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kottke.org posts about John Boswell

A Timelapse of the Entire Universe

posted by Jason Kottke   Apr 01, 2019

John Boswell has made a 10-minute time lapse video showing the history of the universe, from its formation 13.8 billion years ago up to the present. Each second of the video represents the passing of 22 million years. But don’t blink right near the end…you might miss the tiny fraction of a second that represents the entire history of humanity.

See also: Boswell’s Timelapse of the Future, a dramatized time lapse of possible events from now until the heat death of the universe many trillion trillion trillions of years from now.

Timelapse of the Future

posted by Jason Kottke   Mar 27, 2019

One of my favorite Wikipedia articles is the timeline of the far future, which details the predictions science makes about the possible futures of the Earth, solar system, galaxy, and universe, from Antares exploding in a supernova visible from Earth in broad daylight in 10,000 years to the end of star formation in galaxies 1 trillion years from now…and beyond.

In his new video, Timelapse of the Future, John Boswell takes us on a trip through that timeline, a journey to the end of time.

We start in 2019 and travel exponentially through time, witnessing the future of Earth, the death of the sun, the end of all stars, proton decay, zombie galaxies, possible future civilizations, exploding black holes, the effects of dark energy, alternate universes, the final fate of the cosmos — to name a few.

A regular time lapse of that voyage would take forever, so Boswell cleverly doubles the pace every 5 seconds, so that just after 4 minutes into the video, a trillion years passes in just a second or two.1 You’d think that after the Earth is devoured by the Sun about 3 minutes in, things would get a bit boring and you could stop watching, but then you’d miss zombie white dwarfs roaming the universe in the degenerate era, the black hole mergers era 1000 trillion trillion trillion trillion years from now, the possible creation of baby “life boat” universes, and the point at which “nothing happens and it keeps not happening forever”.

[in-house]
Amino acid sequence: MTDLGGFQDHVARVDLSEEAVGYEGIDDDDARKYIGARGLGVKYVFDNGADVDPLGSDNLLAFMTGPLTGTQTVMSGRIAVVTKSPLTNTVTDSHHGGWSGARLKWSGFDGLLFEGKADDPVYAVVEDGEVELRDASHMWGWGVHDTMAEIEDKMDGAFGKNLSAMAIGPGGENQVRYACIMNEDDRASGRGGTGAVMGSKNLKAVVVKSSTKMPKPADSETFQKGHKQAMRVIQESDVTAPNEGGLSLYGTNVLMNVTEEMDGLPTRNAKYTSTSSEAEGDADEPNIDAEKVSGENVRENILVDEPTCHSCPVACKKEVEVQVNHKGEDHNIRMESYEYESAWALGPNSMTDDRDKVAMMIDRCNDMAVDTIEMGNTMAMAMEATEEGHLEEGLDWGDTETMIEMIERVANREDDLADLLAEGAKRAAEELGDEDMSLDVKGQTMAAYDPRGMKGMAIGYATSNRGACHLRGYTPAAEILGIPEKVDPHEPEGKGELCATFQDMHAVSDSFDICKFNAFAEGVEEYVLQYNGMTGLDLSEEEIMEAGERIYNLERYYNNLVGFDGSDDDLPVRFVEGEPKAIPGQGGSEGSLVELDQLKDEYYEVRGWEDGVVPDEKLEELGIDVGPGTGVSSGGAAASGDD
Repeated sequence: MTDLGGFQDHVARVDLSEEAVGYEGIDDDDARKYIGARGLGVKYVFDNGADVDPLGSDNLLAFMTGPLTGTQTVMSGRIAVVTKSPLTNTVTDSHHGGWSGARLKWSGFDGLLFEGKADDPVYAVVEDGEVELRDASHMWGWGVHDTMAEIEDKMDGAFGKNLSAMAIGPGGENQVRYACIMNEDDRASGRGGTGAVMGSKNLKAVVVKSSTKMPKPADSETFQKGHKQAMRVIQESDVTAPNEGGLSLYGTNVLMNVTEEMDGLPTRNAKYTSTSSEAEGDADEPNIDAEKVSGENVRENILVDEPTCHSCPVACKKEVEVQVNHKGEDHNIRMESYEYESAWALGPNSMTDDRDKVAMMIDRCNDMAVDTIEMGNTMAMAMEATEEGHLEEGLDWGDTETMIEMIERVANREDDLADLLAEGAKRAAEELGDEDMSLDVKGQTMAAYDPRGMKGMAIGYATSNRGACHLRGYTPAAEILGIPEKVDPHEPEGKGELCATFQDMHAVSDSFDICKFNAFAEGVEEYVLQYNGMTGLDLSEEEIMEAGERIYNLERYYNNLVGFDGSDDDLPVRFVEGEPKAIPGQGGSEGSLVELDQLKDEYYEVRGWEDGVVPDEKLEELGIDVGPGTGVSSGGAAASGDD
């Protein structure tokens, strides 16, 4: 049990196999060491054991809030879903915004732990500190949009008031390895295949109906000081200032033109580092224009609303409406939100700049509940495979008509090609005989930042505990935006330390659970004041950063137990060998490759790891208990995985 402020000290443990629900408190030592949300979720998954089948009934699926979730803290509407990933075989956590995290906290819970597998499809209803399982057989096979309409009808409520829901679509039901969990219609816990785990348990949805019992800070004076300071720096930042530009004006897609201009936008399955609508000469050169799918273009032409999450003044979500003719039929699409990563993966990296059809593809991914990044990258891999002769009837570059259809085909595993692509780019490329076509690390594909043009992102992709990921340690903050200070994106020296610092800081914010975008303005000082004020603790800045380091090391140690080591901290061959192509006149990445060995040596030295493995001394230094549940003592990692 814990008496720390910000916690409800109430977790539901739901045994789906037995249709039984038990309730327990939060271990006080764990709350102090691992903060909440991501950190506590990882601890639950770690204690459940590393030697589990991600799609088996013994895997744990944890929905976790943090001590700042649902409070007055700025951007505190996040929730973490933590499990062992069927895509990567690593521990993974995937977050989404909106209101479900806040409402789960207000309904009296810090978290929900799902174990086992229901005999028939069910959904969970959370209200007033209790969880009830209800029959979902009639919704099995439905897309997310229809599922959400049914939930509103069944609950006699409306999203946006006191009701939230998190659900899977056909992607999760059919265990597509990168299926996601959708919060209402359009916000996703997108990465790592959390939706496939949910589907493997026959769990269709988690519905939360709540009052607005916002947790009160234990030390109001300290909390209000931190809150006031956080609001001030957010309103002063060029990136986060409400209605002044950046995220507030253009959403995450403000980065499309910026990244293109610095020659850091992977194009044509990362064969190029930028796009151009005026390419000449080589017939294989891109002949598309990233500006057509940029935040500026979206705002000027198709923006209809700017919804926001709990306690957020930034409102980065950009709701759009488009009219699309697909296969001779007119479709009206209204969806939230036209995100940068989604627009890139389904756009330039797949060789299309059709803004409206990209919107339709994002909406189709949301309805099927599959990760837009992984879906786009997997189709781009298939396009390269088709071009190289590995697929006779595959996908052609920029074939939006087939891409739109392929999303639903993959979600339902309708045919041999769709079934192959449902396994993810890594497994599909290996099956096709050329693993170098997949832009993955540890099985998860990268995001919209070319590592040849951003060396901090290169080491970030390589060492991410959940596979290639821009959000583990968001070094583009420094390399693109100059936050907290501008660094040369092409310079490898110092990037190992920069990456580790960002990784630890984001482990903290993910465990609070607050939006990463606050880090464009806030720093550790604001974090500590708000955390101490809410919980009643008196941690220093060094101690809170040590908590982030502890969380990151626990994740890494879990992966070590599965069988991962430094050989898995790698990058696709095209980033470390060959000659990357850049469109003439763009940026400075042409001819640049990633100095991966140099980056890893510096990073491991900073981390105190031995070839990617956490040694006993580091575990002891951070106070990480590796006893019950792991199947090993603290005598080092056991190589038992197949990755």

1. This is similar to Charles and Ray Eames’ Powers of Ten increasing its speed and field of view every 10 seconds.

The Preciousness of Time, a tribute to Stephen Hawking

posted by Jason Kottke   Mar 28, 2018

John Boswell, aka melodysheep, created this tribute video for Stephen Hawking using the late physicist’s words drawn from a variety of different speeches and interviews. It begins:

I am very aware of the preciousness of time. I was given two to three years to live. I faced a life unable to properly communicate. Fortunately my mind was unaffected. While all around me people have passed the day deep in conversation, I have often been transported afar, lost inside my own thoughts, trying to fathom how the universe works.